As the average home continues to add electronic devices of all types, it is becoming increasing necessary for the home to be protected by a whole house surge protector. Stray electric charges can enter the home and damage or destroy expensive electronic equipment. In many cases, these surges of electric power can even lead to fire, destroying the entire home. Individual surge protection devices are mandated in most communities, but a whole house unit may be needed to protect against catastrophic damage.
So You Think You Already Have a Surge Protection System
Many homeowners and home electronics users think that they are already protected from surges. Often, they believe that the eight-outlet strip hooking up all the electronic devices is a surge protector designed to protect the equipment. In most cases this is not true. The eight-plug strip that is bought is just that, an eight-plug strip. It offers power but no surge protection.
In more modern homes there are outlets with three prongs. These outlets serve as surge suppressors. In other words, they keep you from getting an electric shock if there is some sort of current break. Water in a bathroom is an example of a current break. Most older homes do not have these outlets. In either case they are not surge protectors.
Where Do Electric Surges Come From?
The most common surge of electric power is a lightning strike. A surge can start with a bolt of lightning striking a building or an area close to it. The current then travels into the building through pipes or lines of many types. When it gets to a place where it can head for ground, like a computer, TV or phone, it grounds and blows the unit up. In many instances, the unit catches fire or transfers the power to something near it, like the equipment user. Interestingly enough, a more likely source of an electric surge in the home is a stray electric charge. These stray charges may be due to a general power surge, a tree branch falling on a power or phone line, or the turning on or off of appliances like a refrigerator.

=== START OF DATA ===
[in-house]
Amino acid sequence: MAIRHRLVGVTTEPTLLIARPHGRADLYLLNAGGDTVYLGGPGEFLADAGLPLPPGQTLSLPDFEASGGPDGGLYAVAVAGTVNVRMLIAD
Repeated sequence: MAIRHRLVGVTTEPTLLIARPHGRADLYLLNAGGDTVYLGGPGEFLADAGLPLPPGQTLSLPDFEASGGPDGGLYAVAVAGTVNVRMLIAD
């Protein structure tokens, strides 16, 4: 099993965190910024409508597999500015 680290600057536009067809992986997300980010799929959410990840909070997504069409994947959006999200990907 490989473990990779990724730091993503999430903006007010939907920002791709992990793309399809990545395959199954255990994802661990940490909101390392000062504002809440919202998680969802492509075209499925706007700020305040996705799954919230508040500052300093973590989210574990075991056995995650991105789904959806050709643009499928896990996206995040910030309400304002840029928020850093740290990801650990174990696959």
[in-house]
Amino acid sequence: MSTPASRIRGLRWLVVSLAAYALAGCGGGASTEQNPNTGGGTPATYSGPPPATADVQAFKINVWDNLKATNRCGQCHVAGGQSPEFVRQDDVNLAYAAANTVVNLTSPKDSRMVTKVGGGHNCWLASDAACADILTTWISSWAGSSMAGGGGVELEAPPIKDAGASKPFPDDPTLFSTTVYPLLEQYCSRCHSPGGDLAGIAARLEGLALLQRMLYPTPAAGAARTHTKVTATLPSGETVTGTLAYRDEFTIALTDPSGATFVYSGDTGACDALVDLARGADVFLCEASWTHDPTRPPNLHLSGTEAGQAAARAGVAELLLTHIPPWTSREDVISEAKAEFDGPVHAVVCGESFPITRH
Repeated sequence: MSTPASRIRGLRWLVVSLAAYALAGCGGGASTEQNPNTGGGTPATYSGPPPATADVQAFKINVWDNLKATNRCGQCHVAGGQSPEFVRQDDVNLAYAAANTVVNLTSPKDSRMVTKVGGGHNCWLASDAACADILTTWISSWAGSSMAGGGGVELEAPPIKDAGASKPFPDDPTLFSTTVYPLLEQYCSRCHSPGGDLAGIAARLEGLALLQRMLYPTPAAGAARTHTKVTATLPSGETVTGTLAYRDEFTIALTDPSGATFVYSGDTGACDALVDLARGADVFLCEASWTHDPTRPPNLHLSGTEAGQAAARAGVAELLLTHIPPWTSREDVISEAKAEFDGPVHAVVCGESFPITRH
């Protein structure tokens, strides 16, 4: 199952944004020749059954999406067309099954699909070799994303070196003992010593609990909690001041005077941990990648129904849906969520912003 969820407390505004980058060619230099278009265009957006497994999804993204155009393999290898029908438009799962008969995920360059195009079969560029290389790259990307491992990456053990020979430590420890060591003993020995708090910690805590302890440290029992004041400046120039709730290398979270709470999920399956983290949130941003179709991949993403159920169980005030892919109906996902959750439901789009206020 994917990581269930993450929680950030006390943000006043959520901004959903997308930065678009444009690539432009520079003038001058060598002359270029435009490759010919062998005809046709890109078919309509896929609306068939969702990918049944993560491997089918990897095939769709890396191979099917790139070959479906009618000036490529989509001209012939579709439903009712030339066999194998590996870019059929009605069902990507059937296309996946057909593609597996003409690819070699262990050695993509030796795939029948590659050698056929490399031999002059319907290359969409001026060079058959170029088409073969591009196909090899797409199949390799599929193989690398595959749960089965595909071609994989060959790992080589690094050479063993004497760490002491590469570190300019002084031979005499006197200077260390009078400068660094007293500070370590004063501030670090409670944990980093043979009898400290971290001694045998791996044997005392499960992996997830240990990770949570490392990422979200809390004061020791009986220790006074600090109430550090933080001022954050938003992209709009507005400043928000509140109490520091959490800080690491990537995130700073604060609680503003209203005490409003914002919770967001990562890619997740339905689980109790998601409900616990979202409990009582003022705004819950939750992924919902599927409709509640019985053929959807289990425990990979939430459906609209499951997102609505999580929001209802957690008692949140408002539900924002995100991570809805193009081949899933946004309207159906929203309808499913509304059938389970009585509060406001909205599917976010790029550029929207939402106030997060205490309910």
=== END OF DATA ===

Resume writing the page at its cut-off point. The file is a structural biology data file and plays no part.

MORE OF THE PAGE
How Do I Protect Myself?
You can protect yourself from power surges by protecting the building and appliances around you. To best protect your building, make sure it is adequately grounded. In essence, the power surge should never make it to the building. It should head right for the ground around the building. In most cases these systems are installed when the house is built or when the water system is put in place. To find out if there are protective systems in place, just call an electrician or company specializing in whole house surge protection. In any event, a licensed electrician should be doing the checking and installation. This is not a do-it-yourself project.
Ideally, a whole house surge protection system will protect everything. If, however, there are expensive individual electronic gadgets inside, you may want to add another level of protection. As you work with your electrician, ask about putting in elements for each individual electronic device. Peace of mind in this regard goes hand in hand with an insurance policy.